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DOJ Sues Apple For Monopolizing iPhone Market

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The Department of Justice has accused Apple of monopolizing the iPhone ecosystem, inflating its market value detrimentally for consumers, developers, and competitors. 

The lawsuit is backed by 16 attorneys general and filed in a New Jersey federal court.

It claims Apple's dominance spans beyond just the iPhone and Apple Watch, extending to its advertising, browser, FaceTime, and news services.

This lawsuit emerges against Apple's "walled-garden" approach.

The DOJ argues this has stifled competition and innovation. 

DOJ says Apple restricted third-party app and service integrations, favoring its products and services.

The agency adds the tech giant maintained and possibly unlawfully extended its market dominance. 

The US government is considering "structural relief," potentially hinting at a breakup of the tech giant.

A move like this hasn't been seen since the dissolution of the Bell System in 1982.

DOJ claims Apple has engaged in practices designed to lock consumers into its ecosystem.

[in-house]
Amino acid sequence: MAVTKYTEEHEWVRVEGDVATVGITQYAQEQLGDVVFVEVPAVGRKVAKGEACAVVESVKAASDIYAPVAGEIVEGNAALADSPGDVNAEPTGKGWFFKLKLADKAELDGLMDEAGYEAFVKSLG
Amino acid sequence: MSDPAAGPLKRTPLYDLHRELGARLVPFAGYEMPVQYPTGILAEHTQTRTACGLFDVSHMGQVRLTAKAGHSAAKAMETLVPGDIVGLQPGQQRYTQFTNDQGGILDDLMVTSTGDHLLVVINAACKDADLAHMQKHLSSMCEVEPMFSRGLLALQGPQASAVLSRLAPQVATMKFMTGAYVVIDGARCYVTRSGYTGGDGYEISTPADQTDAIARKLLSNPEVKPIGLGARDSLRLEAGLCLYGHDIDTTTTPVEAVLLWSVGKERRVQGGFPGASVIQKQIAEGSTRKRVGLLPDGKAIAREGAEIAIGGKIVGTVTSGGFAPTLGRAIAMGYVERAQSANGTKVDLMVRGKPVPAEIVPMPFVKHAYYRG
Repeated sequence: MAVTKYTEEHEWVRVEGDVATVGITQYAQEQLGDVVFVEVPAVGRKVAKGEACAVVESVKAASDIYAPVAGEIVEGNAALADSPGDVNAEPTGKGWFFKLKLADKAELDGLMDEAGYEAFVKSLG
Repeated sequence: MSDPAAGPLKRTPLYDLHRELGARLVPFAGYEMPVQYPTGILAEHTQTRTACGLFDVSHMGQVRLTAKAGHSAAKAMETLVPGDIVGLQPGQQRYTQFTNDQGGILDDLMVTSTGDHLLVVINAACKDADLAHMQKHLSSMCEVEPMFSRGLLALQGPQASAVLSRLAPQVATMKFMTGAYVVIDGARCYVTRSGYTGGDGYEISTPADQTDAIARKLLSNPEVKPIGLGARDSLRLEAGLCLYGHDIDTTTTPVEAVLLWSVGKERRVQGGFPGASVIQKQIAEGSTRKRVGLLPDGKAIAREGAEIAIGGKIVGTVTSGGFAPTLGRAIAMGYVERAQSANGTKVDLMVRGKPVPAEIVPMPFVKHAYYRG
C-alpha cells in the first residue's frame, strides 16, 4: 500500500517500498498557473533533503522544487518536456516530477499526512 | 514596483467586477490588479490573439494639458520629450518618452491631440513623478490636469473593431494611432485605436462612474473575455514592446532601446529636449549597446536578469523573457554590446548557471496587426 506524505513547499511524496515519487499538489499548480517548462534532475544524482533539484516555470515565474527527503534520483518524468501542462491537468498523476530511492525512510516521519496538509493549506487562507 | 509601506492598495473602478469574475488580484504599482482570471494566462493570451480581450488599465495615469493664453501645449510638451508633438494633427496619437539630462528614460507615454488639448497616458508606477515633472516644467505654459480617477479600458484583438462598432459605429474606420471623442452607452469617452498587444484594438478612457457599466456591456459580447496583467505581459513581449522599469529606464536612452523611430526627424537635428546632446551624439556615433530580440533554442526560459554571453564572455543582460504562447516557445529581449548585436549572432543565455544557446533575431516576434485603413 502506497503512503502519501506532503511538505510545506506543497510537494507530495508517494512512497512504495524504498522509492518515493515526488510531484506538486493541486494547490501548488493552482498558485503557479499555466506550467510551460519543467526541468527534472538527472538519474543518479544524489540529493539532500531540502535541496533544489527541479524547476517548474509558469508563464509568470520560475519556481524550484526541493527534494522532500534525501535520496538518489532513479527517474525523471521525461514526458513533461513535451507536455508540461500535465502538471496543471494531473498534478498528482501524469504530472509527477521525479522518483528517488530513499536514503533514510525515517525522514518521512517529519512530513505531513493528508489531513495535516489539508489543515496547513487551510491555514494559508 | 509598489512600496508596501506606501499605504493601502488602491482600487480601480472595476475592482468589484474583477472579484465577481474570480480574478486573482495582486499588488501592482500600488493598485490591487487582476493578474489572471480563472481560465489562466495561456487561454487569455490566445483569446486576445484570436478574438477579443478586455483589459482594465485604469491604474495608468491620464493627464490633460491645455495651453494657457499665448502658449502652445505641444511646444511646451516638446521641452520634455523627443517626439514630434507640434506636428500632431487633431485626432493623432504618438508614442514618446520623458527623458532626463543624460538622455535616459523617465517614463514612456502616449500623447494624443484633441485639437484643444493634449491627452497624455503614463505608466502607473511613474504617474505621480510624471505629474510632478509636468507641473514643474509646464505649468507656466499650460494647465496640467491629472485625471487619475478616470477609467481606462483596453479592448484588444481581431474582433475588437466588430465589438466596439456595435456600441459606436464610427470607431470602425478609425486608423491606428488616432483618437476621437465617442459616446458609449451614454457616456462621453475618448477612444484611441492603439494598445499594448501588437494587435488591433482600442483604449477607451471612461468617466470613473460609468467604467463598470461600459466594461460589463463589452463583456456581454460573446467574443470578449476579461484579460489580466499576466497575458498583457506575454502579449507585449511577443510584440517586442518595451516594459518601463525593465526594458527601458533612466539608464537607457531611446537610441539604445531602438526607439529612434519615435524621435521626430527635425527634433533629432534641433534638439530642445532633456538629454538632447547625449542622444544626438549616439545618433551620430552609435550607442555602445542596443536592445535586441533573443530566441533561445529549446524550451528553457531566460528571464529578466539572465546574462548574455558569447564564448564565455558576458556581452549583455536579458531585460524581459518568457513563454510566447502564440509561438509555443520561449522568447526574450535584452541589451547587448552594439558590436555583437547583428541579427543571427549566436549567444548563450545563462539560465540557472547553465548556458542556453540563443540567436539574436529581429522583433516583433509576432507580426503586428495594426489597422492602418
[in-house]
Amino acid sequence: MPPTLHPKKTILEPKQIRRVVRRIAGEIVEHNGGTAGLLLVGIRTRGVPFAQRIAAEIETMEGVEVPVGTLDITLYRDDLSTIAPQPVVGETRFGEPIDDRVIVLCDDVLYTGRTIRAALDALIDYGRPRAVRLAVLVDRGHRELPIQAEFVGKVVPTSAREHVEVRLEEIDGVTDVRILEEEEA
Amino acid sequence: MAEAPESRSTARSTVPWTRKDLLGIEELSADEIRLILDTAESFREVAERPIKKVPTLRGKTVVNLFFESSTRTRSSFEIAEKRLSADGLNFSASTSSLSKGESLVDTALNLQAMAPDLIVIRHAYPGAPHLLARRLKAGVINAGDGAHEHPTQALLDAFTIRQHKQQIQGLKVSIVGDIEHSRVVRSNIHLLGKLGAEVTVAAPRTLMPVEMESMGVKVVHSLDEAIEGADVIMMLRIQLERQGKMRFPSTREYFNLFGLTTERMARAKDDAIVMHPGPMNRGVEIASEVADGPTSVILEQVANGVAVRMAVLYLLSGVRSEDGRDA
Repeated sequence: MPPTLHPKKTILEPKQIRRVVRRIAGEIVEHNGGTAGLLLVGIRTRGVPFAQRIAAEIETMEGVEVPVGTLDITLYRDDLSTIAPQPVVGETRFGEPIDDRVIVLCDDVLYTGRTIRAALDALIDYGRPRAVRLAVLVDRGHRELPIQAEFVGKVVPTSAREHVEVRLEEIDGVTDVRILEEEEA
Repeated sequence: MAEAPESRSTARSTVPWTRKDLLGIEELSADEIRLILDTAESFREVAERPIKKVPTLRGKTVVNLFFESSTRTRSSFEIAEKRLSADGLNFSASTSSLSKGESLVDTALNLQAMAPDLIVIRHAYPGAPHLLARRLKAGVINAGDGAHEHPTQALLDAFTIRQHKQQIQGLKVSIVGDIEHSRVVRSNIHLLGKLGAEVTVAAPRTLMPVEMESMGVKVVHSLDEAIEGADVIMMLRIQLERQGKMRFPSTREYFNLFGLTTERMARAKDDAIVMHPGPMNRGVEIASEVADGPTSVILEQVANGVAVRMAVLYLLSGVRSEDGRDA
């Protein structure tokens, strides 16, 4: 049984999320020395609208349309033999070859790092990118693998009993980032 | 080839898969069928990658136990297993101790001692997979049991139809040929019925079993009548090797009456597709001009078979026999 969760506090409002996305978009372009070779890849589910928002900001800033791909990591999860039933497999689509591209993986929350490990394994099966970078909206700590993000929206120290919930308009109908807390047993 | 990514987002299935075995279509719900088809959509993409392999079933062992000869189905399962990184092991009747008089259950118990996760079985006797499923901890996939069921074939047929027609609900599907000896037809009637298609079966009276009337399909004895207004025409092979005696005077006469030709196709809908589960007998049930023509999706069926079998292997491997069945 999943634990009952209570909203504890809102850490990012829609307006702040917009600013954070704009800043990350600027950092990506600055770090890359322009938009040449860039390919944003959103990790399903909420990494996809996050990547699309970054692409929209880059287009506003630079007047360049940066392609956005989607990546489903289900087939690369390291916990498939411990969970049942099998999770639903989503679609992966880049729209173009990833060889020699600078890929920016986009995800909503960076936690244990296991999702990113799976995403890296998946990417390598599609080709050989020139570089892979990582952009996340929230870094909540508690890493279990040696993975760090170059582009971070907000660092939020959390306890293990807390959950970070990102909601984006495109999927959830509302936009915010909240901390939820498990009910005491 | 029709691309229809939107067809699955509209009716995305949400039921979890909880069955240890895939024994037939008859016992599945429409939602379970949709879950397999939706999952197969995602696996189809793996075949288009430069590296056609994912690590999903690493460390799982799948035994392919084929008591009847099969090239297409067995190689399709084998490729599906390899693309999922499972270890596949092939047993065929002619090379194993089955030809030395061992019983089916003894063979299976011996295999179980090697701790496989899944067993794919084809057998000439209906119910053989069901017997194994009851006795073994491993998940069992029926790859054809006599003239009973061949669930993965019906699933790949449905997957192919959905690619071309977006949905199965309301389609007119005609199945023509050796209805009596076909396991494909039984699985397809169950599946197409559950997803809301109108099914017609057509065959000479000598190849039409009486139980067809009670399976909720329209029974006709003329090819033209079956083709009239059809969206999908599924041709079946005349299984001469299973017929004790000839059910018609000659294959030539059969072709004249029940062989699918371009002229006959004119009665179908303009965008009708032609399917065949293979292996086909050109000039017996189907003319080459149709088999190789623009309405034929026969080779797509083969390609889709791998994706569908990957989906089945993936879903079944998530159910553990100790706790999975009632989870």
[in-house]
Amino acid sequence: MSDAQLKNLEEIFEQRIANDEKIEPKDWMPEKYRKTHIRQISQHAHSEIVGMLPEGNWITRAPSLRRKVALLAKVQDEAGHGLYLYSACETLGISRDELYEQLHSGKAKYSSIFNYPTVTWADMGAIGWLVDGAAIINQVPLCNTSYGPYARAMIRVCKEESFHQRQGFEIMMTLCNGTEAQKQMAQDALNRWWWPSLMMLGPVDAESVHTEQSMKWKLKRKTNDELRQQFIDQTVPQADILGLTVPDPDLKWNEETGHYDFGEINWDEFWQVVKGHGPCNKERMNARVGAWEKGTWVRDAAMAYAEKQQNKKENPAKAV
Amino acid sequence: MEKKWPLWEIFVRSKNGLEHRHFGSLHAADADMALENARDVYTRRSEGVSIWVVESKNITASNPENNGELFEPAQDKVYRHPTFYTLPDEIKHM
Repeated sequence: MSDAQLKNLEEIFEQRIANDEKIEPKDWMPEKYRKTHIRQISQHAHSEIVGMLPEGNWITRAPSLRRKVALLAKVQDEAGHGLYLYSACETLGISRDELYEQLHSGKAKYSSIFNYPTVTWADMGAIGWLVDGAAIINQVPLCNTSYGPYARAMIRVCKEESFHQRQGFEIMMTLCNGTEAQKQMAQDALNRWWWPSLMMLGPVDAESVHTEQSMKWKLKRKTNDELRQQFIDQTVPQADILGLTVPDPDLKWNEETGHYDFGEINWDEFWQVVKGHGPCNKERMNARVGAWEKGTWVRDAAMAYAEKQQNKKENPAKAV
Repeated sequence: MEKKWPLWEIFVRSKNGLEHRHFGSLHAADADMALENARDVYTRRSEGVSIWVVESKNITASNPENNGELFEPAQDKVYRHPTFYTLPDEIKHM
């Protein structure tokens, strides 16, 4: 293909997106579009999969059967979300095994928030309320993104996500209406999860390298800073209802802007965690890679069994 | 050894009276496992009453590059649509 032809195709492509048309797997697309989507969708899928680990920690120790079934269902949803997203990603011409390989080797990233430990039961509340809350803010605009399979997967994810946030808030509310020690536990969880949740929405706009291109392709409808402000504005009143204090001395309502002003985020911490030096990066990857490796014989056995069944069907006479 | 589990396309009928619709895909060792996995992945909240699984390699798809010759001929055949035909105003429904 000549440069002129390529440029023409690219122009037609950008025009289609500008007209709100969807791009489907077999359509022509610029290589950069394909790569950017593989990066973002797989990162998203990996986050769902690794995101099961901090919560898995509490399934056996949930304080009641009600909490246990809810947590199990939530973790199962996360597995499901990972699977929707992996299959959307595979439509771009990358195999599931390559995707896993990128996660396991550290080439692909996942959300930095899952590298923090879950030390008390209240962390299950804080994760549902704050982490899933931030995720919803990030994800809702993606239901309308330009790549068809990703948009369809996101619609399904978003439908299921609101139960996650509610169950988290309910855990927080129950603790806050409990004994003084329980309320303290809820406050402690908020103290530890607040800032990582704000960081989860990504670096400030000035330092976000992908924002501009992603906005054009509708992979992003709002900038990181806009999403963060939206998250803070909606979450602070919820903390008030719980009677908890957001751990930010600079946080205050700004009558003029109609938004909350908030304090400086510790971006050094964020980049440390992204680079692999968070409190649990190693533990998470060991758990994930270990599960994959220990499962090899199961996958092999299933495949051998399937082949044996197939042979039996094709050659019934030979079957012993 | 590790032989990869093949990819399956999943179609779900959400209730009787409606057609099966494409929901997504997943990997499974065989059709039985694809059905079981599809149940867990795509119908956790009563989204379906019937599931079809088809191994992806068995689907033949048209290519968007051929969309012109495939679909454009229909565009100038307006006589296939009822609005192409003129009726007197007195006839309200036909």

These include limiting cross-platform functionalities and obstructing alternatives to its App Store and cloud services. 

These actions not only inflate costs for consumers but also curtail their choices, harming the competitive landscape.

Apple's business model, which integrates hardware, software, and services, faces a significant challenge. 

The tech giant made over $200 billion in iPhone sales and substantial revenues from the Apple Watch and services in 2023.

“If left unchallenged. Apple will only continue to strengthen its smartphone monopoly”

This means any mandated changes could have far-reaching effects on the company's profitability and operational strategies.

US Attorney General Merrick Garland said the Supreme Court defines monopoly power as “the power to control prices or exclude competition.”

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Garland said: “As set out in our complaint, Apple has that power in the smartphone market.

“If left unchallenged. Apple will only continue to strengthen its smartphone monopoly.”

An Apple spokesperson said: “This lawsuit threatens who we are and the principles that set Apple products apart in fiercely competitive markets. 

“If successful, it would hinder our ability to create the kind of technology people expect from Apple—where hardware, software, and services intersect.

“It would also set a dangerous precedent, empowering government to take a heavy hand in designing people’s technology.”

The lawsuit follows years of investigation into Apple's business practices, including previous DOJ actions regarding e-book prices and wage-fixing allegations. 

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